Coldplay vs. Lou Reed and Metallica: How Did Their Early Online Debuts Affect the Anticipation Index?

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NEW YORK, NY - OCTOBER 21:  Singer/musician Chris Martin of Coldplay performs on NBC's "Today" at Rockefeller Center on October 21, 2011 in New York City.  (Photo by Stephen Lovekin/Getty Images)
NEW YORK, NY - OCTOBER 21: Singer/musician Chris Martin of Coldplay performs on NBC's "Today" at Rockefeller Center on October 21, 2011 in New York City. (Photo by Stephen Lovekin/Getty Images) Photo: Stephen Lovekin/2011 Getty Images

Two upcoming musical releases showed up early online this week, one legally and one illegally: Coldplay’s Mylo Xyloto leaked (it officially drops next Tuesday) while the Lou Reed–Metallica collaboration Lulu was offered as a free audio stream for fans to sample (it’s due in stores November 1). And yet it only moved one of them on Vulture's Anticipation Index, our scientific Twitter-and-blog-based ranking of real-time buzz. What does that mean for the future of these albums?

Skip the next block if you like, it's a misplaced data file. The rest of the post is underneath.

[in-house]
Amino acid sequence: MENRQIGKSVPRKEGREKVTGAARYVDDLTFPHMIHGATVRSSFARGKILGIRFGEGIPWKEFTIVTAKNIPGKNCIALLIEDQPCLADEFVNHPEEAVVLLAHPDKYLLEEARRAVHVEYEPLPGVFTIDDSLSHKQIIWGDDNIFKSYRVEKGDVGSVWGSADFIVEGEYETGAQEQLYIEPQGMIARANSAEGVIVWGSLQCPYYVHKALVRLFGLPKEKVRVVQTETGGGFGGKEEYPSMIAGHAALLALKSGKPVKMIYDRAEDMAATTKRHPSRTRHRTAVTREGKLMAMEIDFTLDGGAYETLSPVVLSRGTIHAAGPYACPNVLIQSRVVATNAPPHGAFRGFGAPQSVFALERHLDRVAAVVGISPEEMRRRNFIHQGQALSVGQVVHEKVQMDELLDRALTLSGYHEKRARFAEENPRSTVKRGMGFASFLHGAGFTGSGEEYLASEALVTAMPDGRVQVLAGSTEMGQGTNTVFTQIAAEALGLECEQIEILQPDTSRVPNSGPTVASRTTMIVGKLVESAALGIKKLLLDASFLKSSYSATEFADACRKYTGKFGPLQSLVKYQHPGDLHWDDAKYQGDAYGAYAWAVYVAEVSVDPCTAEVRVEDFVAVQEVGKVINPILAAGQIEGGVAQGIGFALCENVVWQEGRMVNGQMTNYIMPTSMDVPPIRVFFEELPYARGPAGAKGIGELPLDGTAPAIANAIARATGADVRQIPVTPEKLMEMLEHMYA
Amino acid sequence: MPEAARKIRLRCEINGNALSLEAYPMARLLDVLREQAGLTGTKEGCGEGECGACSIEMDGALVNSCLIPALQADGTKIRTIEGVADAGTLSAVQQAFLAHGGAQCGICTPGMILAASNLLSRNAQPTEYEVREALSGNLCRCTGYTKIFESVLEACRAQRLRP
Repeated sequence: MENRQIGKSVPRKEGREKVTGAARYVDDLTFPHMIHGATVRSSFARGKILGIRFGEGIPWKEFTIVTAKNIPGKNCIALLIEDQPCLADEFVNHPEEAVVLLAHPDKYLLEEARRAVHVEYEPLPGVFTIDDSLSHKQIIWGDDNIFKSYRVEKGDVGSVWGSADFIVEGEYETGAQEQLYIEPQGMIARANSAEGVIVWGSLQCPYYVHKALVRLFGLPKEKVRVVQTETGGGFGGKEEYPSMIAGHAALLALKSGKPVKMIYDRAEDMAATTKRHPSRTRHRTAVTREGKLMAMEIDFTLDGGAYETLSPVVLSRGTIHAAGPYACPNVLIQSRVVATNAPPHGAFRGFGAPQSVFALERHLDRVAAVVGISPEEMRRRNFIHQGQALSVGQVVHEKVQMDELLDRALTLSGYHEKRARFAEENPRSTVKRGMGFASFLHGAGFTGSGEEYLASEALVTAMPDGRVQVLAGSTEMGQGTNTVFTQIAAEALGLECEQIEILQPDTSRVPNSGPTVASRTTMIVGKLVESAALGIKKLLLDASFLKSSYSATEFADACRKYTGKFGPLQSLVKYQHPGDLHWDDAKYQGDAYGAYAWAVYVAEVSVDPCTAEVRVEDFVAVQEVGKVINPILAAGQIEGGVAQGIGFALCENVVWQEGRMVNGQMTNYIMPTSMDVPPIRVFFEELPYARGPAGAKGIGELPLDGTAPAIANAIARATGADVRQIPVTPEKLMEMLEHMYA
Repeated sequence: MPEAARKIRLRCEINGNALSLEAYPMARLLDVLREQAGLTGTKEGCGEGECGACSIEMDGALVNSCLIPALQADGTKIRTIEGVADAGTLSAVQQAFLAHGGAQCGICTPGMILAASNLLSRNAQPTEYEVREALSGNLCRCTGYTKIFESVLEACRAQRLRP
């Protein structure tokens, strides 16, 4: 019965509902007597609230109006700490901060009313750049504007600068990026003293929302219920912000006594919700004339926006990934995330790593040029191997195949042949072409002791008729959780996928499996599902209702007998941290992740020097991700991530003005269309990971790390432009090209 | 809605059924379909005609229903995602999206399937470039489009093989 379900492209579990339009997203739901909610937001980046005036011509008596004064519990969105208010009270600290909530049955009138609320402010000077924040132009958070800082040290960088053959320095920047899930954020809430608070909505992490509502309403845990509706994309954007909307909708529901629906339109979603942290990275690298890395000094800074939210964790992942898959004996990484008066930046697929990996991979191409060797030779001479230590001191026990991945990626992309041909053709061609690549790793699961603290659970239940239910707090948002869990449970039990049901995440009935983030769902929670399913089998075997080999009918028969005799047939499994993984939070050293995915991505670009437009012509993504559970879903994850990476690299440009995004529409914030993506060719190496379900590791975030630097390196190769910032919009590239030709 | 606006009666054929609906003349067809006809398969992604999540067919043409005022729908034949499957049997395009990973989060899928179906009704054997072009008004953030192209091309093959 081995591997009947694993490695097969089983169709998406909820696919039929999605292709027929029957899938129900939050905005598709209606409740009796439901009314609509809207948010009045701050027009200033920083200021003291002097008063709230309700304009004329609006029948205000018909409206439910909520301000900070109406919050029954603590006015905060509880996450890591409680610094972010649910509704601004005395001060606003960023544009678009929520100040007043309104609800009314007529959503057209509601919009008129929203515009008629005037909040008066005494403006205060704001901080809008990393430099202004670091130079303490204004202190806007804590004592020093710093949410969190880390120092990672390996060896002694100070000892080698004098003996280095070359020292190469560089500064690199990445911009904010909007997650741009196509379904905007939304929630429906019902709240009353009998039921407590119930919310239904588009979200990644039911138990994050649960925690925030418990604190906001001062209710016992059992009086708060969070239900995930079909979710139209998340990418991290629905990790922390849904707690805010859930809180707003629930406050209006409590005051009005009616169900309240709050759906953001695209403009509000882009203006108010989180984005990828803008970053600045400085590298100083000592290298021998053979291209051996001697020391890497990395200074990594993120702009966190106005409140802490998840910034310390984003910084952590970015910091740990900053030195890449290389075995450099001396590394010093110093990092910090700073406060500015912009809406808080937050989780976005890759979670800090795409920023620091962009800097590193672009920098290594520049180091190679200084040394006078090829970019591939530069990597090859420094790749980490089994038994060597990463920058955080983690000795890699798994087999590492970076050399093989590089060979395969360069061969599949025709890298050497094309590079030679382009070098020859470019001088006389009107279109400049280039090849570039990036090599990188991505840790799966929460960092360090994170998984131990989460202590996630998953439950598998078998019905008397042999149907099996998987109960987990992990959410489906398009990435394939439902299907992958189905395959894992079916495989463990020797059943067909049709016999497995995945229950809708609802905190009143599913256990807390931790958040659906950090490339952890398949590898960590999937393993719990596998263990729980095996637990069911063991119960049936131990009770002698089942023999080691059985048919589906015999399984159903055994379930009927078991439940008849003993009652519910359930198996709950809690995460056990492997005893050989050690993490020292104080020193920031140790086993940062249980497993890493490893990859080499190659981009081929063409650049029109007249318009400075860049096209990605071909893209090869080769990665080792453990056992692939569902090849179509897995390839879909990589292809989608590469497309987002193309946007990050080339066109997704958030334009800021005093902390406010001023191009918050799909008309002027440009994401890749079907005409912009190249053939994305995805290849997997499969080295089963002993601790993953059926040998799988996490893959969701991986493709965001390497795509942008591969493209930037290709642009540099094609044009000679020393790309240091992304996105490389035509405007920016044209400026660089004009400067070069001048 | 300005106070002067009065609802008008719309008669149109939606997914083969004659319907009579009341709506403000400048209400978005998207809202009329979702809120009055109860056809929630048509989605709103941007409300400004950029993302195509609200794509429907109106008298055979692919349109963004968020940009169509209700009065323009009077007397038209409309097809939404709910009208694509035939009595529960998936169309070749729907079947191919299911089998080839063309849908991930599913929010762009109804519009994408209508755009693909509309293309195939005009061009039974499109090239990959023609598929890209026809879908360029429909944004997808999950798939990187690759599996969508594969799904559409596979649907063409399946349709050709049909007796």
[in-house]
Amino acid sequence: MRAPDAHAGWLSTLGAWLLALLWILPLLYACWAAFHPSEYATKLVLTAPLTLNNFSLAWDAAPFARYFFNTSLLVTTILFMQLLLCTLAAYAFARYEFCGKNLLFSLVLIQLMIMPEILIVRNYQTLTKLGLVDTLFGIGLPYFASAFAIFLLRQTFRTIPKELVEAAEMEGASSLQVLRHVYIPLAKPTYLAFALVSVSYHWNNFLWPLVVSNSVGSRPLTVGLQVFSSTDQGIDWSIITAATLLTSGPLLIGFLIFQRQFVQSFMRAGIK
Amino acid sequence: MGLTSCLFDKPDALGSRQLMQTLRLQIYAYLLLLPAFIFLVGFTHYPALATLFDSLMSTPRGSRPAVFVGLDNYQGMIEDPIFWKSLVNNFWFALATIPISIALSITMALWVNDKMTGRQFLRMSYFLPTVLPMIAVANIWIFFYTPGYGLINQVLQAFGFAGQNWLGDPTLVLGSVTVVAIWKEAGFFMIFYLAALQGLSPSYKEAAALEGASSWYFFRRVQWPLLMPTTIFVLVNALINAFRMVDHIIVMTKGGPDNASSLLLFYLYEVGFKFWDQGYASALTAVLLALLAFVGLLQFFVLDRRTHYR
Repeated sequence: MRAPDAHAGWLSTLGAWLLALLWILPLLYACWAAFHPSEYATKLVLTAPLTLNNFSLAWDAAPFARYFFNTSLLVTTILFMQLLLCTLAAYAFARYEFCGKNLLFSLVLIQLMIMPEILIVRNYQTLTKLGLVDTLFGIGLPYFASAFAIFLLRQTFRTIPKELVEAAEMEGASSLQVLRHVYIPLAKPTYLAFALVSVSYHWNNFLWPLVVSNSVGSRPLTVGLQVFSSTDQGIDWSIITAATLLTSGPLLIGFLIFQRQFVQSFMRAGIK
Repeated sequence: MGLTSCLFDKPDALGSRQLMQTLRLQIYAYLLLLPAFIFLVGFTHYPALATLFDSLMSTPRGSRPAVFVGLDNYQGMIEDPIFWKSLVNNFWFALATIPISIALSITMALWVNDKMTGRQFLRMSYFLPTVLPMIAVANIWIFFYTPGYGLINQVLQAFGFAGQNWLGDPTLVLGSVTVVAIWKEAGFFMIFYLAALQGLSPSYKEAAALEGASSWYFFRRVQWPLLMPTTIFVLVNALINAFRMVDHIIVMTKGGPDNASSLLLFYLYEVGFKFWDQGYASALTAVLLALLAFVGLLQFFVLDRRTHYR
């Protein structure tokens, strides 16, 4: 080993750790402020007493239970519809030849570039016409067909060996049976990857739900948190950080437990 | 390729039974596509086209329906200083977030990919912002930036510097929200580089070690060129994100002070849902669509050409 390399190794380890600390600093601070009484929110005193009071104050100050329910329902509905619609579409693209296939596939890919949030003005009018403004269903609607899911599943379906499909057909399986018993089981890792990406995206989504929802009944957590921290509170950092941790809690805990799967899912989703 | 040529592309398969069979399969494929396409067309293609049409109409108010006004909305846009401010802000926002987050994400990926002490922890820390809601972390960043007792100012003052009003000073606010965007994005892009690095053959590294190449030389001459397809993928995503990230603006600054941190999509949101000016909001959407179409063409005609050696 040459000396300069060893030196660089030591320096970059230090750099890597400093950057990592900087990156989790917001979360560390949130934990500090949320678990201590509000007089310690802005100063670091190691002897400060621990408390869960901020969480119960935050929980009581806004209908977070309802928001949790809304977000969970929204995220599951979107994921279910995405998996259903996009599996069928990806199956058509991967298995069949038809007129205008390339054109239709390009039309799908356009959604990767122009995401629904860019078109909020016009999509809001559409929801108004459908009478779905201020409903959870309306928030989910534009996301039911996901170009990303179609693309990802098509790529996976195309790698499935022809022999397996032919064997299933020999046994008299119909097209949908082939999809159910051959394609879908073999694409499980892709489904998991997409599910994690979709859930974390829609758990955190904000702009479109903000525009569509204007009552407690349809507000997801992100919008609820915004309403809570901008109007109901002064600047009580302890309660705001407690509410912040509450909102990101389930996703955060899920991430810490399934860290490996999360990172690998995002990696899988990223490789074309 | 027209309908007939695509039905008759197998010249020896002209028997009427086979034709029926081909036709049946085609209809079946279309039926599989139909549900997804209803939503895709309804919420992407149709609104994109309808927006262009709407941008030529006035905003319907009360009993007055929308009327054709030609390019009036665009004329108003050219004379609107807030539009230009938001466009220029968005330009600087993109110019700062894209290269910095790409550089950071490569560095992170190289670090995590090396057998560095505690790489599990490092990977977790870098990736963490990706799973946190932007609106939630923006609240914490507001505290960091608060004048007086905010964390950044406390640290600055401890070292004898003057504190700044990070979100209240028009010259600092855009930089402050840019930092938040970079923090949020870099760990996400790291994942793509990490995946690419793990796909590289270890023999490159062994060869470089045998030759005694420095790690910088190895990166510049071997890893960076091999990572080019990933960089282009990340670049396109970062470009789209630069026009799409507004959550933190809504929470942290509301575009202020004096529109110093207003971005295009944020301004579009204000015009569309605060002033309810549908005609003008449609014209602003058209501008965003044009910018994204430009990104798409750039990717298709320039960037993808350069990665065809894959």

When it comes to hip and savvy fans, Florence + the Machine makes Coldplay look like the Eagles. And their upcoming album Ceremonials also leaked this week, but the results weren’t promising: It only jumped on the AI from 52 to 28, and now that the majority of their audience already has what it came for, it's unlikely to climb any further before it's released.